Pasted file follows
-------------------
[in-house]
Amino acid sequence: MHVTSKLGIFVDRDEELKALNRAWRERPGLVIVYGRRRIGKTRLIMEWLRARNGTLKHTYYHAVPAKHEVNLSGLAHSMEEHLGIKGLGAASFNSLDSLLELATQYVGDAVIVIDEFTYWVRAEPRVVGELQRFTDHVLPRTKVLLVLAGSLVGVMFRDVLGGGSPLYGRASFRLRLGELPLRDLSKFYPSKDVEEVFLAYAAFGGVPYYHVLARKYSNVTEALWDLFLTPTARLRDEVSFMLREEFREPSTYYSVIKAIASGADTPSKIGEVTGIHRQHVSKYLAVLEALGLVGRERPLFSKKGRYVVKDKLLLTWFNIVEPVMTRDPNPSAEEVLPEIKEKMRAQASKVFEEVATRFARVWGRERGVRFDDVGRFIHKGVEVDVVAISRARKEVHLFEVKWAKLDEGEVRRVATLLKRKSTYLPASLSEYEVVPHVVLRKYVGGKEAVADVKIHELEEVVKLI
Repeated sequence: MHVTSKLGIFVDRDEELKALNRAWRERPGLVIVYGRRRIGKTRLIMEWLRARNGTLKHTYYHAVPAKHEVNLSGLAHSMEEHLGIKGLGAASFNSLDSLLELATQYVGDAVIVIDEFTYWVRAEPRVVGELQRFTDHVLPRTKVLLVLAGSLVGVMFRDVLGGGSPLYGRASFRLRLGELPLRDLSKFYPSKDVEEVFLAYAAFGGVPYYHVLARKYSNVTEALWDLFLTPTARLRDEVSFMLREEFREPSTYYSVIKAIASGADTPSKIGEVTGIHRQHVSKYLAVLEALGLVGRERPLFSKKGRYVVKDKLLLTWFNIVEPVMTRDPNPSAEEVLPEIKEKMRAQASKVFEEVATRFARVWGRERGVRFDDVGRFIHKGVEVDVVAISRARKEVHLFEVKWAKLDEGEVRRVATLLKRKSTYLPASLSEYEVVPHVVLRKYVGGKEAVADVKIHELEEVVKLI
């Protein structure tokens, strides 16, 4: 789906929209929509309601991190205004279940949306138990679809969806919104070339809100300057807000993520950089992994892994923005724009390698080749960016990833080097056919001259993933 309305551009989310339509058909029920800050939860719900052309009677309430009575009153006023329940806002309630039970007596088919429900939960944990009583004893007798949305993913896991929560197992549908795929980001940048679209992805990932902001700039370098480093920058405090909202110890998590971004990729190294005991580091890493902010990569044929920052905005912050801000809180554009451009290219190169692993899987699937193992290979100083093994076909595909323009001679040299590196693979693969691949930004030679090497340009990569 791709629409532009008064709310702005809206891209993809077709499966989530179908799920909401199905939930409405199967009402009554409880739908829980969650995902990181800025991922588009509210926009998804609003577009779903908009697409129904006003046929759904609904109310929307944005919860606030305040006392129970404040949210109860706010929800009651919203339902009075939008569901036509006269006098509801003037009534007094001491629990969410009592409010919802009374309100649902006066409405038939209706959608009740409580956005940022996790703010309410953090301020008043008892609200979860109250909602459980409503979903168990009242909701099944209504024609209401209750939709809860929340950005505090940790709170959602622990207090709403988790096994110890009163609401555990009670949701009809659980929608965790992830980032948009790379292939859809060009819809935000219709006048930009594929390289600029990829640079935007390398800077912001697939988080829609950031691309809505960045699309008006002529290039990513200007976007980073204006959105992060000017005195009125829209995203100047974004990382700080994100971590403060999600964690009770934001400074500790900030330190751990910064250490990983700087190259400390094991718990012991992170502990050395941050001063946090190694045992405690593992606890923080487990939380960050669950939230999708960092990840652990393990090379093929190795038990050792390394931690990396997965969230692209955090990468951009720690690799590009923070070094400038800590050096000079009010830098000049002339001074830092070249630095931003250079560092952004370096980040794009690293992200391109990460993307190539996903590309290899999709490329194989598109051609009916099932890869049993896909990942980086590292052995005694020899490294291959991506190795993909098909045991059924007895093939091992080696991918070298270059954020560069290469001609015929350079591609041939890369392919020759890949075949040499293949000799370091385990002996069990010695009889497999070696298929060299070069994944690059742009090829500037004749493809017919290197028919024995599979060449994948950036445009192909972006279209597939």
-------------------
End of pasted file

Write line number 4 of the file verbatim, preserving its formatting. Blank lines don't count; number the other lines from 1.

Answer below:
């Protein structure tokens, strides 16, 4: 789906929209929509309601991190205004279940949306138990679809969806919104070339809100300057807000993520950089992994892994923005724009390698080749960016990833080097056919001259993933 309305551009989310339509058909029920800050939860719900052309009677309430009575009153006023329940806002309630039970007596088919429900939960944990009583004893007798949305993913896991929560197992549908795929980001940048679209992805990932902001700039370098480093920058405090909202110890998590971004990729190294005991580091890493902010990569044929920052905005912050801000809180554009451009290219190169692993899987699937193992290979100083093994076909595909323009001679040299590196693979693969691949930004030679090497340009990569 791709629409532009008064709310702005809206891209993809077709499966989530179908799920909401199905939930409405199967009402009554409880739908829980969650995902990181800025991922588009509210926009998804609003577009779903908009697409129904006003046929759904609904109310929307944005919860606030305040006392129970404040949210109860706010929800009651919203339902009075939008569901036509006269006098509801003037009534007094001491629990969410009592409010919802009374309100649902006066409405038939209706959608009740409580956005940022996790703010309410953090301020008043008892609200979860109250909602459980409503979903168990009242909701099944209504024609209401209750939709809860929340950005505090940790709170959602622990207090709403988790096994110890009163609401555990009670949701009809659980929608965790992830980032948009790379292939859809060009819809935000219709006048930009594929390289600029990829640079935007390398800077912001697939988080829609950031691309809505960045699309008006002529290039990513200007976007980073204006959105992060000017005195009125829209995203100047974004990382700080994100971590403060999600964690009770934001400074500790900030330190751990910064250490990983700087190259400390094991718990012991992170502990050395941050001063946090190694045992405690593992606890923080487990939380960050669950939230999708960092990840652990393990090379093929190795038990050792390394931690990396997965969230692209955090990468951009720690690799590009923070070094400038800590050096000079009010830098000049002339001074830092070249630095931003250079560092952004370096980040794009690293992200391109990460993307190539996903590309290899999709490329194989598109051609009916099932890869049993896909990942980086590292052995005694020899490294291959991506190795993909098909045991059924007895093939091992080696991918070298270059954020560069290469001609015929350079591609041939890369392919020759890949075949040499293949000799370091385990002996069990010695009889497999070696298929060299070069994944690059742009090829500037004749493809017919290197028919024995599979060449994948950036445009192909972006279209597939």